Contact Us

Medical Device Threat Modeling: Best Practices, FAQs, and Examples

 August 04, 2023
 J. David Giese and Bimba Shrestha

FAQs 🔗

Please note that threat modeling is used in many industries. This article discusses threat modeling medical devices and focuses on the US regulations.

This article is a work in progress.

Basics 🔗

What is a threat? 🔗

The FDA defines a threat as follows:

A threat is any circumstance or event with the potential to adversely impact the device, organizational operations …, or other organizations through an information system via

  • unauthorized access,
  • destruction,
  • disclosure,
  • modification of information,
  • and/or denial of service.

What is threat modeling? 🔗

The FDA defines threat modeling as follows:

Threat modeling is a methodology for optimizing Network/Application/Internet Security by identifying objectives and vulnerabilities, and then defining countermeasures to prevent, or mitigate the effects of, threats to the system. For medical devices, threat modeling can be used to strengthen security by identifying vulnerabilities and threats to a particular product, products in a product line, or from the organization's supply chain that can cause patient harm.

A key output of the threat modeling process is a threat model.

What is a threat model? 🔗

A threat model is a approximate representation of your software system and the surrounding environment with regards to security.

We usually have a single document that we call our threat model that contains, or references other documents that contains, the following items:

  • Assumptions about the system and environment of use
  • Your security assets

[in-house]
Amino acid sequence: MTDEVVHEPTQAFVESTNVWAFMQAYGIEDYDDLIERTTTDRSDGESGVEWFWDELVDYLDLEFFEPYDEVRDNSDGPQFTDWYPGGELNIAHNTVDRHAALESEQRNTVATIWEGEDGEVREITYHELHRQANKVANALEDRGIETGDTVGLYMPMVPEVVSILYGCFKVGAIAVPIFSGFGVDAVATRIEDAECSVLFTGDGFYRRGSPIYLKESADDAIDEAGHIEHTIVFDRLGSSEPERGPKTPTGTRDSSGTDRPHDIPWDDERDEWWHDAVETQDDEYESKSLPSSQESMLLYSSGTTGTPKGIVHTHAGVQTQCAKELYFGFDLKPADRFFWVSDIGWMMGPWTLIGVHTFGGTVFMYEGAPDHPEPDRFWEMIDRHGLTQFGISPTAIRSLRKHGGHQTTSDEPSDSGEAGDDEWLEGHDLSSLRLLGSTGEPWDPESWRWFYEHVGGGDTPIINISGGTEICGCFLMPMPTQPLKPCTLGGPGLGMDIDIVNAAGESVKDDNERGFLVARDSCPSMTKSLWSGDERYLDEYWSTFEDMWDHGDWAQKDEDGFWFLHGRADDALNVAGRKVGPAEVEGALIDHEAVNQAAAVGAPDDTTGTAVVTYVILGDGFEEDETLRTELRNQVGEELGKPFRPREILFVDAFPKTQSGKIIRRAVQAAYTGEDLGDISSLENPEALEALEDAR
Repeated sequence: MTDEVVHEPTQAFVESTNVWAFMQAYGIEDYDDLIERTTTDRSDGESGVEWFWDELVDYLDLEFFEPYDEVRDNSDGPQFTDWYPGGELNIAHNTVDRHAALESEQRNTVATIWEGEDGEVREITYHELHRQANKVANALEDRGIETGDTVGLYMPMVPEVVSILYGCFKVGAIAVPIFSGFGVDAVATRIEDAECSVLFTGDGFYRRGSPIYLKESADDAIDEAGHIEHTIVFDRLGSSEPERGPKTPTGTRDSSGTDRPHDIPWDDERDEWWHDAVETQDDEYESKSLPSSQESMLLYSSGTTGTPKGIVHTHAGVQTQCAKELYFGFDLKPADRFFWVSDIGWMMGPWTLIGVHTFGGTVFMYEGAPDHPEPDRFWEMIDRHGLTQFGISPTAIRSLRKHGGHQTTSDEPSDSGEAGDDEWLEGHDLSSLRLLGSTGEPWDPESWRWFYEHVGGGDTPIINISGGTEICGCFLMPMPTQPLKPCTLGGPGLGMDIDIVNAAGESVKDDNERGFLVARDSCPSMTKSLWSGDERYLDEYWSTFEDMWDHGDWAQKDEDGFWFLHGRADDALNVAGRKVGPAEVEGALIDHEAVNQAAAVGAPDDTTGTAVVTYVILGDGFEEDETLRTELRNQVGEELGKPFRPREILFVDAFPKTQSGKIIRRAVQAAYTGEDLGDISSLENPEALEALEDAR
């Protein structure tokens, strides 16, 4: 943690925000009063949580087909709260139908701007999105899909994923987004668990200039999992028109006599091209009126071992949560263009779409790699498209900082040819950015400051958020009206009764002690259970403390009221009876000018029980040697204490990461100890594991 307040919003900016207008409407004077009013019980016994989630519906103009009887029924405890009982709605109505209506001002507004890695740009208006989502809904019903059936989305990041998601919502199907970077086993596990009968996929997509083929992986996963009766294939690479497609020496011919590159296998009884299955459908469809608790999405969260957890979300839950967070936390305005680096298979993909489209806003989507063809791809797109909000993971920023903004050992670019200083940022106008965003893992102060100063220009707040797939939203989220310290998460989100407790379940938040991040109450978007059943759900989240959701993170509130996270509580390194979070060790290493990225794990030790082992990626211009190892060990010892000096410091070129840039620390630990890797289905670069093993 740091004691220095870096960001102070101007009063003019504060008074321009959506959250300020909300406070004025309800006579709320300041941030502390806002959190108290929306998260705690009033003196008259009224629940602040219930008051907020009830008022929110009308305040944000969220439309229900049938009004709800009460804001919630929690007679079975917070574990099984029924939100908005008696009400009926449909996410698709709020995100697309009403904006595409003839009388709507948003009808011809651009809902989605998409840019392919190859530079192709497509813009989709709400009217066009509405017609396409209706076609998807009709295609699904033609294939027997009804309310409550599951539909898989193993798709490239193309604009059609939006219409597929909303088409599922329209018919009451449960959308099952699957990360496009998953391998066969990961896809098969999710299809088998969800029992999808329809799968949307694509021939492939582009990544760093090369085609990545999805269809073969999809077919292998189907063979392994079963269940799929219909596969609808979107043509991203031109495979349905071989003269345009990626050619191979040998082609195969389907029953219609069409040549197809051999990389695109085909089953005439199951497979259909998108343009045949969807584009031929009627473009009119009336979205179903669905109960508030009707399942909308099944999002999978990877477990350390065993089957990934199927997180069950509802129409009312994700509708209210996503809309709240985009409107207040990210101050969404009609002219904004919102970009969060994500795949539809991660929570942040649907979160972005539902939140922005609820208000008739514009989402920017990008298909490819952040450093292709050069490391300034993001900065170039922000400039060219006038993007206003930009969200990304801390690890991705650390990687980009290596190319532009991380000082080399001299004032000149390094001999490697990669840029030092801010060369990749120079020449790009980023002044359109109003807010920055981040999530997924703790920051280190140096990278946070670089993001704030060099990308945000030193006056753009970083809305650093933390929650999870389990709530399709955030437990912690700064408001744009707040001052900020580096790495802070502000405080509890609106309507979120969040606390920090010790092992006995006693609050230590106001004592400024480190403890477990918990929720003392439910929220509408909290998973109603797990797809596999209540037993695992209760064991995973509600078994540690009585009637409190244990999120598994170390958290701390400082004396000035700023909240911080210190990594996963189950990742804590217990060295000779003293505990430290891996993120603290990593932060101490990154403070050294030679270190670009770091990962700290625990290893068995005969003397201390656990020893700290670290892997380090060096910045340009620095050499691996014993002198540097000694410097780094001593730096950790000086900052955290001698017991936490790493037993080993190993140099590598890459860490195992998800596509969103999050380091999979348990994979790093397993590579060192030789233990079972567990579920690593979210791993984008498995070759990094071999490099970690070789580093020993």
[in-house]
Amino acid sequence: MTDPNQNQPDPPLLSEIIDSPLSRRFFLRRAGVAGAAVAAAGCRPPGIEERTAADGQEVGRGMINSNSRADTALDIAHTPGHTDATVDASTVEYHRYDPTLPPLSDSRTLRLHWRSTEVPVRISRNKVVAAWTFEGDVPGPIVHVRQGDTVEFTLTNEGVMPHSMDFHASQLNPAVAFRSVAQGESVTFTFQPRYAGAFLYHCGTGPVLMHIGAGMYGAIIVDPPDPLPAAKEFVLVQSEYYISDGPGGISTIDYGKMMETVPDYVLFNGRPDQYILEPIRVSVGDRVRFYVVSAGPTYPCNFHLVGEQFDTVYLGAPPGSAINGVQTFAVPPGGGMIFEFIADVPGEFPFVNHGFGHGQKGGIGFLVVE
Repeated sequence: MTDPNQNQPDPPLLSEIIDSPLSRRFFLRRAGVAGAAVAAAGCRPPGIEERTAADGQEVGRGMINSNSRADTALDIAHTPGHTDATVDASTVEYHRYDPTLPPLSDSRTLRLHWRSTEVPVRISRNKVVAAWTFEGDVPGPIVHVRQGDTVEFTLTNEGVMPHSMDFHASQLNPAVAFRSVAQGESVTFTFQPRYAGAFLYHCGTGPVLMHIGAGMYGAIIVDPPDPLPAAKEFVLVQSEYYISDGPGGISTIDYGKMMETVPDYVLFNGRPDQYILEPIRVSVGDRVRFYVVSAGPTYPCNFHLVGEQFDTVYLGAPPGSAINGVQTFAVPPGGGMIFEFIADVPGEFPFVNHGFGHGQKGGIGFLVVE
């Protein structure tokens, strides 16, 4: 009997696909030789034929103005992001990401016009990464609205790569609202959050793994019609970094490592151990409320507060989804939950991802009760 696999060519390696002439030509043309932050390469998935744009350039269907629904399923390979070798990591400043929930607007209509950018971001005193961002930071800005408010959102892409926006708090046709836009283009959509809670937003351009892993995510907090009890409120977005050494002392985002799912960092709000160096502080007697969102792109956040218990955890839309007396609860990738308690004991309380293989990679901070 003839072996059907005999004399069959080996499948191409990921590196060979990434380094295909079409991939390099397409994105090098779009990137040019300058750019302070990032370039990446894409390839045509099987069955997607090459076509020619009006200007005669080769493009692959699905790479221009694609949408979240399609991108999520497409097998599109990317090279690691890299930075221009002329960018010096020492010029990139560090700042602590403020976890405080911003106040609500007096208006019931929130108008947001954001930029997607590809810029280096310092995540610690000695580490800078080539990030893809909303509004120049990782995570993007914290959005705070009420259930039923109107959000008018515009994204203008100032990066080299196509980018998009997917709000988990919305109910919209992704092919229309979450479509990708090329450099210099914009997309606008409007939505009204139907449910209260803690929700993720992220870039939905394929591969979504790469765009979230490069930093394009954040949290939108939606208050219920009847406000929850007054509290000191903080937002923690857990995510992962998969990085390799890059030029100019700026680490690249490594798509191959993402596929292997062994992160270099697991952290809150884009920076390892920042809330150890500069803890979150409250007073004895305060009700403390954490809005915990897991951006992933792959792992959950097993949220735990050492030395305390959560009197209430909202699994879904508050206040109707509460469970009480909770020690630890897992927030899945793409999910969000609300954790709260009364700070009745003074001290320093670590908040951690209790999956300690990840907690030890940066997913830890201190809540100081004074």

• An analysis of expected threat actors
  • Architectural diagrams showing
    • The key components of your device
    • All external systems
    • Their connections
    • The process by which software updates go from source code to deployment
  • An analysis of the main threats (often enumerated following a few methodologies, such as STRIDE)
  • A listing of the implemented mitigations

There’s not a standard format for threat models. We will provide examples of how we format our threat models below.

Safety risk management focuses on harm to patients and device users. Security risk management considers harm to assets due to cybersecurity breaches more generally, including business reputations, PHI, and other assets not accounted for in safety risk management. (As an aside, risk management is useful model anytime you’re trying to anticipate harm more broadly, including harm to business profitability, regulatory submission risk, and so on.)

Security risks are sometimes, but not always, related to patient safety risks.

Safety risk management is clearly defined in the widely-adopted ISO-14971 standard.

Security risk management for medical devices is described in the AAMI TIR57 “Principles for medical device security—Risk Management” Technical Information Report, which the FDA has recognized as a consensus standard.

Venn diagram showing the relationship between security risk and safety risk. The FD&C Act, effective March 29, 2023, gave FDA jurisdiction to consider non-safety security risks.

There is a very useful diagram, which I’ve copied from TIR57, that shows the relationship between the processes:

Figure showing the relationship between a TIR57-compliant security risk-management process and an ISO 14971-compliant safety risk management process.